My father and grandfather came from an era where television was cheap. Stick an antenna on the roof, run a wire to the TV, and you were good to go– to watch four or five channels, and mostly in the evening hours.
Times change and the time we devote to gathering information and getting involved in entertainment communicating with each other has skyrocketed beyond the earth and seems heading toward another planet. Look around. Where does your time go?
Click. Touch. Watch.
My father told me his TV antenna cost about $15 and included enough wire to get it connected to the living room television which was priced at $200 back in the last century. After that, everything was free– news and TV shows. My cable TV bill, which includes internet access, approaches $200 a month, and instead of four or five local TV channels and network access, I have at least 300 channels on TV, and tens of thousands of YouTube channels, plus Hulu, Apple News+, Apple Music, and a few other subscriptions I may have forgotten.
What’s the point?
Almost all of those news, information, and entertainment sources require an Apple device. A couple of Macs, an iPhone, two iPads, Apple Watch, an old iPod touch, and an older iPod, HomePod, and Apple TV. That gives my thousands of sources of content almost a dozen devices to run on, and most of them are capable of going with me. Mobility rules.
Since it arrived on iOS 12, I have yet to devote much time to Apple’s Screen Time app to see what I’m viewing and using. The Battery apps seems more important. Yet, after rummaging through my growing list of Apple gear and the many and varied sources of content– websites, applications, movies and photos, YouTube, and the cable TV app– I wondered how much time I spend on Apple products.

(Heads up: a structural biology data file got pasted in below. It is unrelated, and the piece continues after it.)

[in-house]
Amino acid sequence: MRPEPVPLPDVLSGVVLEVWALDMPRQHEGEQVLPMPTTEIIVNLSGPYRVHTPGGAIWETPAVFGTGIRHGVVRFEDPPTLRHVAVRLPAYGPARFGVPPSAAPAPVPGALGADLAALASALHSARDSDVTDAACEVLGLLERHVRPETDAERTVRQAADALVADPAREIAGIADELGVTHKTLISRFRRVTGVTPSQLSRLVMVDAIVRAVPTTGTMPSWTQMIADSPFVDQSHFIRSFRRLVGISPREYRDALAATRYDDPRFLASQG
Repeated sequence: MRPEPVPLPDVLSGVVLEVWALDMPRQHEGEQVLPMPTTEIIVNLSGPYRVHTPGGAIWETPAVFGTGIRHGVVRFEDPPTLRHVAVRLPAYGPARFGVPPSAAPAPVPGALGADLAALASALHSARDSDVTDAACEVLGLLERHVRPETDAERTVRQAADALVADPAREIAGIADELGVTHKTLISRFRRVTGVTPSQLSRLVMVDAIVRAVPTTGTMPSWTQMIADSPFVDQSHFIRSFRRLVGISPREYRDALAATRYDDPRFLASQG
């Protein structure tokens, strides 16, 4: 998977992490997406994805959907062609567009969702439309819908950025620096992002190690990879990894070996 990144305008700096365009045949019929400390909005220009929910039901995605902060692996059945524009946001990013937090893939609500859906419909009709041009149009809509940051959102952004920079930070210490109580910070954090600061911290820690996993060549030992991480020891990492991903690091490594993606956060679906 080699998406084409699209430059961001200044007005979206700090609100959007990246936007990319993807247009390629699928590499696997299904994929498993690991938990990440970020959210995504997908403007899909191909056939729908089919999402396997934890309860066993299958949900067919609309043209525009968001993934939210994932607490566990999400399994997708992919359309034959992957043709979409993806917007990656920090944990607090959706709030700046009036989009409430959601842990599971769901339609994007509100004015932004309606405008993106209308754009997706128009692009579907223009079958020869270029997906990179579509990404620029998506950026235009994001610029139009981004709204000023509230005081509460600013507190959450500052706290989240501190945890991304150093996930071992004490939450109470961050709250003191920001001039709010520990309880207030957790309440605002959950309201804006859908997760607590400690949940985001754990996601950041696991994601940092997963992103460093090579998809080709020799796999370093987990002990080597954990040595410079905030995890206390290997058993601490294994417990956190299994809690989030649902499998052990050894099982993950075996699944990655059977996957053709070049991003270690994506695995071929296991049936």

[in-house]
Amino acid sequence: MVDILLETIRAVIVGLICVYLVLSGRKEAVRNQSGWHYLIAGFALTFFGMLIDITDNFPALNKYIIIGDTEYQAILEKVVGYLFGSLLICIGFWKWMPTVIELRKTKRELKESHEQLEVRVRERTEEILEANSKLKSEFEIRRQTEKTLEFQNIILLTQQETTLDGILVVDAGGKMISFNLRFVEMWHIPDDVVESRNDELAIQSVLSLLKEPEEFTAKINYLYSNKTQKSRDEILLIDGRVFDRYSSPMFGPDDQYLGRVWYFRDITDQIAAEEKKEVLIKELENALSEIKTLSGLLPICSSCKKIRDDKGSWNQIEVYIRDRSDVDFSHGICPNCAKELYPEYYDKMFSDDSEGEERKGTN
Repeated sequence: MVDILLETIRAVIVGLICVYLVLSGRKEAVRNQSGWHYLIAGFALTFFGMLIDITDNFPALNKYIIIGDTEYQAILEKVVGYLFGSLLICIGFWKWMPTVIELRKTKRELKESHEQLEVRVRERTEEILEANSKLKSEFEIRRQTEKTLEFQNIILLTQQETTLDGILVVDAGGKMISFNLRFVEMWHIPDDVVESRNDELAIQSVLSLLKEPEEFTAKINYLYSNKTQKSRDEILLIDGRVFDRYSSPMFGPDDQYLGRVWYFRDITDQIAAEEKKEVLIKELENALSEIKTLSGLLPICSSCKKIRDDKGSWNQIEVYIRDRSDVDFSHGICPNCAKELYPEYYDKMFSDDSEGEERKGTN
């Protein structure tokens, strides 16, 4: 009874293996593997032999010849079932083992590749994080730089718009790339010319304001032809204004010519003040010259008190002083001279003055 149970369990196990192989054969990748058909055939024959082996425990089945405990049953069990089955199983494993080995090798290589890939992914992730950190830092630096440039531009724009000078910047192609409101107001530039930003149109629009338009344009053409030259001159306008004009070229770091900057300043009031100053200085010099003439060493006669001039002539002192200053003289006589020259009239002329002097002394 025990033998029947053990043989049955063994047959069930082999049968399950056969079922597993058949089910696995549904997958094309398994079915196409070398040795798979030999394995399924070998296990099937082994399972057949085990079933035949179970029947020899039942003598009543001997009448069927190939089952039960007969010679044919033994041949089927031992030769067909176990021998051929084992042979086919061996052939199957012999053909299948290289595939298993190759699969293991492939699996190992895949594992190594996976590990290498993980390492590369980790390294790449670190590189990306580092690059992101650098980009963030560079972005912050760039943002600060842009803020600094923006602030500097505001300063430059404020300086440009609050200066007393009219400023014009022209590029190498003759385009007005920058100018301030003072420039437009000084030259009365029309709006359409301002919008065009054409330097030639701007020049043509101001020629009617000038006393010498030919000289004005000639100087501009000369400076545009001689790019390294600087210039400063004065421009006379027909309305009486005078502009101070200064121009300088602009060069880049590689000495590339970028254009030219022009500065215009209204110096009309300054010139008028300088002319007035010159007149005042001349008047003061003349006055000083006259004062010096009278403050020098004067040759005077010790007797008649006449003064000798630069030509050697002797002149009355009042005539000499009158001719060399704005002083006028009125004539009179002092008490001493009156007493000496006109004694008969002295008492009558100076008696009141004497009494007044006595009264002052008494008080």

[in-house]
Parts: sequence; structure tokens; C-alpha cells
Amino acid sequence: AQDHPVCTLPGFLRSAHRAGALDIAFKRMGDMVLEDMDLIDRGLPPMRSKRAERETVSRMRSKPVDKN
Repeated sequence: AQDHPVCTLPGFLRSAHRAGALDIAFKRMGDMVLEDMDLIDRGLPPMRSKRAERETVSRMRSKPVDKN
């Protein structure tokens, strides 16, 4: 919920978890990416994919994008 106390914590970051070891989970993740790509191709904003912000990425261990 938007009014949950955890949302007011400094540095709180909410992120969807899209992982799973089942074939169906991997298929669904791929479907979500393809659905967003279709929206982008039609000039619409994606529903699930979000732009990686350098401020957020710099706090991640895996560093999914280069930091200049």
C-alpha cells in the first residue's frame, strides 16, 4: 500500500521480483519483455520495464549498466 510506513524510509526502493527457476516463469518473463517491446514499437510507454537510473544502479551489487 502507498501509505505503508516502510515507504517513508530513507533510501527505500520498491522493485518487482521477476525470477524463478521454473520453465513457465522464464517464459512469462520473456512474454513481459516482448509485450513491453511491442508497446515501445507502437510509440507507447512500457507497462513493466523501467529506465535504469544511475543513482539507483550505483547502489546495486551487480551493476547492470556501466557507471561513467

Whatever the amount, the time is growing and I have reached a tentative conclusion– it may not be healthy time.
What I want from Apple is a cross platform list of time accountability where I can fire up an app, look backwards– 30 days, 90 days, the past year– and see how much time each device is being used. No, not carried around in my pocket or sitting on my desk– but being used. That should include the time on each app, and perhaps even include the time the device was on but was not being used.
Apple’s Screen Time and Battery app are useful, but do not handle the basics. Which apps are used and when; 30 days, 90 days, a year.
For example, I wear Apple Watch about 20 hours a day, but I don’t use it– look at it for time, use an app, check exercise stats– more than an hour a day. I want to know the usage vs. the time when the device is on. Ditto for iPhone, iPad, and Mac, and let’s toss in Apple TV and HomePod.
Apple is good at collecting information and keeping devices synchronized, so this is a feature the company’s customers will love to use.
How much time do you spend on Apple products each day?